More Than An Athlete

Hayley Manners

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I started playing sports when I was just a toddler.

My parents put me in every sport you can think of - I played basketball, volleyball, soccer, and flag football. I was a really good gymnast, and I remember always being one of the fastest kids in school when we would race each other at recess.

Being an athlete was always a dream of mine.

But as a kid, I didn’t know where athletics could take me. I had no idea that being involved in sports could go beyond just being an athlete.

I was just a kid who enjoyed being competitive, after all.

Eventually, I took my talents to the track and became a long and triple jumper. I’m living my dream of being an athlete and, although I’m not done yet, I’m fascinated by the idea of working in the sports business. 

Through my studies, I dove head-first into learning the logistics of the sports industry. 

I’ve spent the last six months carving out a name for myself and building my personal brand and have met some incredible people along the way.

I aspire to help grow the game for women and give back to the communities that developed me into who I am today.

Humble beginnings

I was born and raised in Toronto, which makes me a proud Canadian. 

Growing up in Canada, people didn’t really talk as much about playing a sport in college, never mind going to a Division I school.

The collegiate recruitment conversation is much different here than in the States.

I honestly didn’t even know what a future in track and field could look like at the time.

When I jumped my PR of 5.77m in grade 11, that’s when I started learning about the recruiting process and hearing from both Canadian and U.S. schools with offers to be part of their collegiate teams. 

Let me be clear: I was definitely not some hotshot prospect coming out of high school.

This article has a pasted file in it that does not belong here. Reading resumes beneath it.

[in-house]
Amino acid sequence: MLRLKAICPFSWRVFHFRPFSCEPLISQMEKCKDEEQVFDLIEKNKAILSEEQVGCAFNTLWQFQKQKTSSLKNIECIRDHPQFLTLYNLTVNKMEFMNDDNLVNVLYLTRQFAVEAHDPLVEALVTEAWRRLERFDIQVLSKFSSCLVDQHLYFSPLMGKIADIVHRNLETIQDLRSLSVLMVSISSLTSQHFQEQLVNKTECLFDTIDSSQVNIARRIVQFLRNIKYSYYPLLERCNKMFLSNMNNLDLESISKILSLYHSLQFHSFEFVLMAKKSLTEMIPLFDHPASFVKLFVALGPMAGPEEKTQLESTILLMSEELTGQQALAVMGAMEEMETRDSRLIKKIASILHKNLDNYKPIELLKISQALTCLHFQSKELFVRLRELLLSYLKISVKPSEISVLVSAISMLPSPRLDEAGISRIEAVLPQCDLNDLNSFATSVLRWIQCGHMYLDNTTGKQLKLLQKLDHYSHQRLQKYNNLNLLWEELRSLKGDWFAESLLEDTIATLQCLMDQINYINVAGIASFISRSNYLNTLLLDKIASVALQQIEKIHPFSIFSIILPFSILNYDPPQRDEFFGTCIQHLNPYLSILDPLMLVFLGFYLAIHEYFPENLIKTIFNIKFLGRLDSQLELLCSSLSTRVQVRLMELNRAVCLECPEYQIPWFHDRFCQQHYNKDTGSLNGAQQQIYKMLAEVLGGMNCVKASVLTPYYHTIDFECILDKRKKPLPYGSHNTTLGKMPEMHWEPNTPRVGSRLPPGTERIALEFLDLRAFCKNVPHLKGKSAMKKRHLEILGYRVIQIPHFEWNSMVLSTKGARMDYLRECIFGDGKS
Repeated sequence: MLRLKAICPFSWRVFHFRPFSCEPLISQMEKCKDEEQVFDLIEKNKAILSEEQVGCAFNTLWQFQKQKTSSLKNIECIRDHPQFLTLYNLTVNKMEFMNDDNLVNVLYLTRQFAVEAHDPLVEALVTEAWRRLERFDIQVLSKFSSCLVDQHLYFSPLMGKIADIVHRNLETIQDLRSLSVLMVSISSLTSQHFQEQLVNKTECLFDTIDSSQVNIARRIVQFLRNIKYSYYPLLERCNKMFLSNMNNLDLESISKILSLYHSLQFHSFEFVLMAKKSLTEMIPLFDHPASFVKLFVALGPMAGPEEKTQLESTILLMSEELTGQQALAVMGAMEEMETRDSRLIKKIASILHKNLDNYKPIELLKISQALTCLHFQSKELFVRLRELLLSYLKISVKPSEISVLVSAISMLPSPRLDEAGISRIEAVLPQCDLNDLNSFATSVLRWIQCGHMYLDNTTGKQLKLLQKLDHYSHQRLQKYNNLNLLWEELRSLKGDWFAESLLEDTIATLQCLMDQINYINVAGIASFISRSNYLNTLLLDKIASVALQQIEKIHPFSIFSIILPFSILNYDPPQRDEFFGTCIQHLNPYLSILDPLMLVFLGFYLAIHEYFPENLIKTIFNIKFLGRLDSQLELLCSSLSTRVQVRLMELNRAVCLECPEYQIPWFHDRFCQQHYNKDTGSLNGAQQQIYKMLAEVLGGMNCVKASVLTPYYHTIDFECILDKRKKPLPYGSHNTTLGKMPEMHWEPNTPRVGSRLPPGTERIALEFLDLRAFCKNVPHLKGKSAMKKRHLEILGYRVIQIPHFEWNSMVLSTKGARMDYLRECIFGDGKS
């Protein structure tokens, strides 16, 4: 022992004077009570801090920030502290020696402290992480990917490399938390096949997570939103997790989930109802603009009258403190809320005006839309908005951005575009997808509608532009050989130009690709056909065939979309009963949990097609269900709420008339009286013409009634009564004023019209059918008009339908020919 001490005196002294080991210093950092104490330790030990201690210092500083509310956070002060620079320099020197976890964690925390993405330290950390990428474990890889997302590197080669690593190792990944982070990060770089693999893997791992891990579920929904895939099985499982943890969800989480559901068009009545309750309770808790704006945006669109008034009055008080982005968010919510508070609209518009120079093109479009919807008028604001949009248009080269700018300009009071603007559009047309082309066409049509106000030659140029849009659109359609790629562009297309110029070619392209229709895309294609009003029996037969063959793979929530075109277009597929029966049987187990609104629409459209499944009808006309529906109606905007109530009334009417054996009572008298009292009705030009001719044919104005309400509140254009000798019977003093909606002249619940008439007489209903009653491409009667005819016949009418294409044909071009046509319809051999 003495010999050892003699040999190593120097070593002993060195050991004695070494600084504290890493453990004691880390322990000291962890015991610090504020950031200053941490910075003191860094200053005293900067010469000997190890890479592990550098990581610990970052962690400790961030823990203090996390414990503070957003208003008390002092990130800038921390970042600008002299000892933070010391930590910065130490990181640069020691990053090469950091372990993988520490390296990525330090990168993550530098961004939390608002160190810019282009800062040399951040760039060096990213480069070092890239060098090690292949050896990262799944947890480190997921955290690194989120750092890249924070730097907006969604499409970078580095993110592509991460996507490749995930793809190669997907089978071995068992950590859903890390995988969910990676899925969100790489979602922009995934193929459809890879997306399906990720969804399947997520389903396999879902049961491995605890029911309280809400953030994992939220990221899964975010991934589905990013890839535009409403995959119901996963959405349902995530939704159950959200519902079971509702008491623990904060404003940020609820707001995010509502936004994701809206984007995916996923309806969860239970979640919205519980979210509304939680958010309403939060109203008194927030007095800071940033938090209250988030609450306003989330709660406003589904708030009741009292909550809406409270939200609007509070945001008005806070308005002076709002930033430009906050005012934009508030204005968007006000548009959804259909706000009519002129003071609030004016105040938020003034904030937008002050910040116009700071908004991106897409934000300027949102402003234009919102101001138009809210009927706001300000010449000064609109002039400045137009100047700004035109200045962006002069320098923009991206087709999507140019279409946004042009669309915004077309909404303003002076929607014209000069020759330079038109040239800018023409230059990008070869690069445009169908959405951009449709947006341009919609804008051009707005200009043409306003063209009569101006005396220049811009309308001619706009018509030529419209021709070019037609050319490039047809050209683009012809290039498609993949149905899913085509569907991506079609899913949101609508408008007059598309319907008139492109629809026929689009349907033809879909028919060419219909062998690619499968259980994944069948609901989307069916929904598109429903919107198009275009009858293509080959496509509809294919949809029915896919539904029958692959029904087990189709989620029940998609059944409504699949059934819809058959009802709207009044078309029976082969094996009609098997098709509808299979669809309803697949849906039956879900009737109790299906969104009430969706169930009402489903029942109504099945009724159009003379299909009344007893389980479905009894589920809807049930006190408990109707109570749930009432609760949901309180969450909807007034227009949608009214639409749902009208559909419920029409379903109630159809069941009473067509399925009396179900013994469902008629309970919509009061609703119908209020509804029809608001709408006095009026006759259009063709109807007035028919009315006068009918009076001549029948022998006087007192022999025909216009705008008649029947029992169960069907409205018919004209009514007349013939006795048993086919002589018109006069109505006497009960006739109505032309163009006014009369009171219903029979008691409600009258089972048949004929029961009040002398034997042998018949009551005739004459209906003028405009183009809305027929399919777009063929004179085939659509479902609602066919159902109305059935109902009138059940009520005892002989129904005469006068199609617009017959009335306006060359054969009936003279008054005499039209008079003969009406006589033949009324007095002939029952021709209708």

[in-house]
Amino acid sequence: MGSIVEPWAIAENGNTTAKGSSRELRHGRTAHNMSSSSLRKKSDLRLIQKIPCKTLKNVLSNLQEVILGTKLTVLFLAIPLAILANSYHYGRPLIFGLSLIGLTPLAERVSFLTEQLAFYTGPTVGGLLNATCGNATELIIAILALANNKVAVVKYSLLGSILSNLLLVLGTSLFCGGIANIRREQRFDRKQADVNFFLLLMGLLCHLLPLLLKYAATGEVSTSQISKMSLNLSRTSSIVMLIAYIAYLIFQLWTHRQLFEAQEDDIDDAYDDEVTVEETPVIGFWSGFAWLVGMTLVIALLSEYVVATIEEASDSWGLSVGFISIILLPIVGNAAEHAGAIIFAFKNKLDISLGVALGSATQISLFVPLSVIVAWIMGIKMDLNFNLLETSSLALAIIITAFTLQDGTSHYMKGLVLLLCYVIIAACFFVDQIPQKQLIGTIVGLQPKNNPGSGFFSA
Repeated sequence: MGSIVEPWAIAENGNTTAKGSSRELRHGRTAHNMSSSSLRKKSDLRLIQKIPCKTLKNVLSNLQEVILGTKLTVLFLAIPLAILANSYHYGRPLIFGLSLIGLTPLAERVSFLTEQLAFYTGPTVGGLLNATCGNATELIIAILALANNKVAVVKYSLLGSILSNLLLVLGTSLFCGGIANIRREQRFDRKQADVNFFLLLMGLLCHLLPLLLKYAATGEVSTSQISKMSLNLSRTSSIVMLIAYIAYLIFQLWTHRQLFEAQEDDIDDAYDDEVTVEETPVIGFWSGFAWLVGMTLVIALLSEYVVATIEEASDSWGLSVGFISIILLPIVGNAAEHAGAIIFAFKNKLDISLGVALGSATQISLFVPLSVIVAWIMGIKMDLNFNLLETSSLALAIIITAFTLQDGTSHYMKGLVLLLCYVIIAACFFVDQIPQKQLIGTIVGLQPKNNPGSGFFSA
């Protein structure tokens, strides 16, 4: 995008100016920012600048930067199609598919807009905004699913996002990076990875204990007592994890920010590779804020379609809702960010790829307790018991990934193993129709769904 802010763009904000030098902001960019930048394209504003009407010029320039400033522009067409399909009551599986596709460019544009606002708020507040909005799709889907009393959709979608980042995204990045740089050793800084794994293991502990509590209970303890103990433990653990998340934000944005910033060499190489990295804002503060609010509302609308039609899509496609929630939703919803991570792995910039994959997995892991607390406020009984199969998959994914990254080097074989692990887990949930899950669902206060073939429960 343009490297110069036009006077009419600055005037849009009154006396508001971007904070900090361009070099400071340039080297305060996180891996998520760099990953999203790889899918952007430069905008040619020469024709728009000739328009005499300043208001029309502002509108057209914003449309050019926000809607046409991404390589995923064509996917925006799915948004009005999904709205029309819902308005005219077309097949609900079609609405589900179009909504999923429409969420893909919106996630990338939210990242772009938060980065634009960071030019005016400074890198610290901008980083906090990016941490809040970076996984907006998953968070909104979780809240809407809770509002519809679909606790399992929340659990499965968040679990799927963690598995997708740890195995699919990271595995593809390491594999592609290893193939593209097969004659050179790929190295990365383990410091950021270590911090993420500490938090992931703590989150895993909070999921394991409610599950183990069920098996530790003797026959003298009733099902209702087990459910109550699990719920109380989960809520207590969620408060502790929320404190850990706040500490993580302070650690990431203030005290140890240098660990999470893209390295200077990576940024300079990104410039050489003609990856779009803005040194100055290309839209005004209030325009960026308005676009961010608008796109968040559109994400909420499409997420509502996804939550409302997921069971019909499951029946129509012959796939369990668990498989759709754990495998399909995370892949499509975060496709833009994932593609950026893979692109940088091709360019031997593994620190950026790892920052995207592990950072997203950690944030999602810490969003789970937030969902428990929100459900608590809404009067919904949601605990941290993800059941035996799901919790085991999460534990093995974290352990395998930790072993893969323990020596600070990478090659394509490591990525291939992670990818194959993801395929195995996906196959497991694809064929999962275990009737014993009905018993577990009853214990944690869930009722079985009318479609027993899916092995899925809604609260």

Although my resume featured being the number one long jumper in Canada for U-18 girls, and the U-18 National Champion in the long jump that year, my marks did not compare to the top jumpers being recruited here in the United States.

I only heard from about four or five schools in the U.S., and I went on three visits to schools in Canada. 

I knew that ultimately I wanted to leave my hometown and challenge myself to compete among the best in the NCAA.

College in the U.S. is just a completely different experience, and I wanted to be in the most competitive environment possible. 

I ended up choosing Central Michigan University for undergrad, and it was the best decision I could have made for myself. 

I never would have imagined myself thriving in a small college town, especially after growing up in the city. 

But those were some of the best years of my life, and I wouldn’t trade that experience for anything in the world. 

When it was time to transition into the graduate recruiting process, it was crazy how many schools were interested in me compared to high school. 

I packed up my life and took my spikes to Florida and signed with UCF.

I really wanted to compete in a Power 5 conference during my grad year, and I got to UCF just in time to be able to do that in the Big 12. 

Plus, as you can probably imagine, I’m a Canadian who is used to the cold all year, so I feel spoiled to be able to train in the warm Florida weather.